Food and Drug Administration on Thursday It gave full approval to the drug Leqembi for the treatment of Alzheimer’s diseaseMedicare said it would cover much of its prohibitive cost, laying the groundwork for widespread use of drugs that can slightly slow cognitive decline in the early stages of the disease but also carry significant safety risks.
The FDA’s decision marks the first time in two decades that a drug for Alzheimer’s disease has received full approval, meaning the agency concluded there was strong evidence of potential benefit. But the agency has also added a so-called black box warning — the most urgent level — on the Medication labelnoting that in rare cases the drug can cause “serious and life-threatening events” and that there have been cases of cerebral hemorrhage, “some of which have been fatal”.
Leqembi cannot repair cognitive damage, reverse the disease, or prevent it from getting worse. But data from a large clinical trial suggests the drug — given every two weeks as an intravenous infusion — may slow the decline by about five months over about 18 months for people with mild symptoms.
However, some Alzheimer’s experts said it is It is not clear from the medical evidence Whether Leqembi’s ability to delay the erosion of memory and cognition is sufficient to be noticeable and meaningful to patients and their families remains to be seen. And while most cases of brain swelling and hemorrhage were mild or moderate and resolved, there were some serious cases.
“The risks are very clear,” said Dr. Jason Karlawich, co-director of the Penn Memory Center at the University of Pennsylvania, who said he would prescribe Leqembi after carefully evaluating patients and explaining the potential pros and cons. “Within the first few months, you may have minor bleeding or swelling in your brain, which may or may not be asymptomatic and if not caught in time can cause disability.”
Dr. Karlawich continued, “By contrast, the benefits of deceleration are subtle. You will not experience perceiving changes in your cognition or function at the same time.”
Although Medicare will cover 80 percent of Leqembi’s $26,500 cost, patients can still afford thousands of dollars in co-payments.
Japanese pharmaceutical company Eisai led the development and testing of Leqembi (pronounced le-KEM-bee). Eisai is partnering and splitting profits with the US company Biogen, the manufacturer of the controversial Alzheimer’s drug Aduhelm, to market and market it.
The Food and Drug Administration’s approval of Aduhelm has been heavily criticized because the evidence of potential benefit has been inconclusive, with one trial showing a modest slowing of remission while another no. Prior to this approval, a panel of independent advisors and a board of senior FDA officials had said there was insufficient evidence that it worked. Many medical centers refused to prescribe Aduhelm, and Medicare only covered it for clinical trial participants, severely limiting its availability.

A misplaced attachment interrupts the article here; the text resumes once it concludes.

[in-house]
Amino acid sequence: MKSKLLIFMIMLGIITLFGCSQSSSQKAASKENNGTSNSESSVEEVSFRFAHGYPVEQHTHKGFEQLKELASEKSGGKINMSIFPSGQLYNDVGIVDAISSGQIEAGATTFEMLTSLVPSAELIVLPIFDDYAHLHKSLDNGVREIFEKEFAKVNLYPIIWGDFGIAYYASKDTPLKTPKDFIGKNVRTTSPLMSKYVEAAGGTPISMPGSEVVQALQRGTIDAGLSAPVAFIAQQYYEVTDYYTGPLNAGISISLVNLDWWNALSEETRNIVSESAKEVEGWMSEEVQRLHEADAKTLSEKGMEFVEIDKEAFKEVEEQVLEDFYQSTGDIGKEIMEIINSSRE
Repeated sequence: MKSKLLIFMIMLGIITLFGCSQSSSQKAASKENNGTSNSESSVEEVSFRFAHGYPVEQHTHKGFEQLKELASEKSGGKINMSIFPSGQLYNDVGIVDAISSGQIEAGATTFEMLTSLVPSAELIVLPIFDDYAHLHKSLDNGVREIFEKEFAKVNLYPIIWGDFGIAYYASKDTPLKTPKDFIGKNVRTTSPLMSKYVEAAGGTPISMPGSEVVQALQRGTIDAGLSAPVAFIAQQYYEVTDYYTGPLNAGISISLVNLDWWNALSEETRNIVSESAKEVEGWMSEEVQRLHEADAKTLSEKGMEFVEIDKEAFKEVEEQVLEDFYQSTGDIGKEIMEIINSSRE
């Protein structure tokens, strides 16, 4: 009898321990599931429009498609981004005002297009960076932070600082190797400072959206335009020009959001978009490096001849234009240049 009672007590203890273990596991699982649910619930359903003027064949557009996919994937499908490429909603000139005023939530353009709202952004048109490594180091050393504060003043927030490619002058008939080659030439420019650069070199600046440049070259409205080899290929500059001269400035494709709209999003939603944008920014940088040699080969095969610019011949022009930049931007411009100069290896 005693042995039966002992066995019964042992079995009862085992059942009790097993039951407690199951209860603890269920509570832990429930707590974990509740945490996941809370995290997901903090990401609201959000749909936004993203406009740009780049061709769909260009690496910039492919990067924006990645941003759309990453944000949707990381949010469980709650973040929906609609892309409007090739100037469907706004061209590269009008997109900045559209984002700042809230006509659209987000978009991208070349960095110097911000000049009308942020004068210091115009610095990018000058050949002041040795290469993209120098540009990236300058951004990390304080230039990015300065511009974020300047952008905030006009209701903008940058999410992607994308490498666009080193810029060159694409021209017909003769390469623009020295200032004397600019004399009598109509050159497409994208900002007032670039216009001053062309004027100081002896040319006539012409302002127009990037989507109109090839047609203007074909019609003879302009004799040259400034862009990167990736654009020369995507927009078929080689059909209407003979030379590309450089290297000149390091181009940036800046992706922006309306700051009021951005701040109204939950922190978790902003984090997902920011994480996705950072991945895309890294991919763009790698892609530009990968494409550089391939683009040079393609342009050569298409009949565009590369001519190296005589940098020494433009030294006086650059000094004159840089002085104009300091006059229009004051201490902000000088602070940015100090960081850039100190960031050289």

Alzheimer’s experts said the evidence supporting Leqembi is clearer.
Leqembi will be available to people with mild dementia or a pre-Alzheimer’s condition called mild cognitive impairment. The FDA poster instructs doctors not to treat patients without testing to ensure they have a buildup of the protein amyloid, the hallmark of Alzheimer’s disease that Lekembe attacks.
It is estimated that about 1.5 million people in the United States are in the early stages of Alzheimer’s disease. Much more – about five million – have progressed far short of qualifying for Leqembi. Alex Scott, Eisai’s executive vice president of integrity, said the company recommends that patients stop using Leqembi as soon as they develop mild Alzheimer’s disease.
Alzheimer’s experts said they will report to some patients that they are at higher risk for brain swelling and bleeding — including those who take blood thinners, those with more than four microscopic hemorrhages in the brain and those who have an Alzheimer’s disease-related gene mutation called APOE4.
The risk for people with two copies of the APOE4 mutation — about 15 percent of people with Alzheimer’s disease — is so high that the FDA’s black box warning recommends genetic testing of all patients to assess their safety risks and states that those with two APOE4s are Copies are more likely to have “symptomatic, serious and acute” hemorrhage or swelling of the brain.
The black box warning will apply to all drugs that, like Leqembi, are monoclonal antibodies that attack amyloid. Leqembi is the first to receive full approval, but others are in various stages of development.
The warning did not mention patients taking blood thinners, but Leqembi’s label states that “extra caution should be exercised” when considering whether blood thinners should be given to Leqembi patients.
The FDA has given the green light to Aduhelm under a program called “expedited approval,” which can be given to drugs with uncertain benefits subject to specific criteria, including that the company conduct another clinical trial. Leqembi received fast-track approval in January, but that status means Medicare will only cover the drug in limited circumstances.
The FDA’s decision to grant full approval to Leqembi means Medicare will cover it for eligible patients.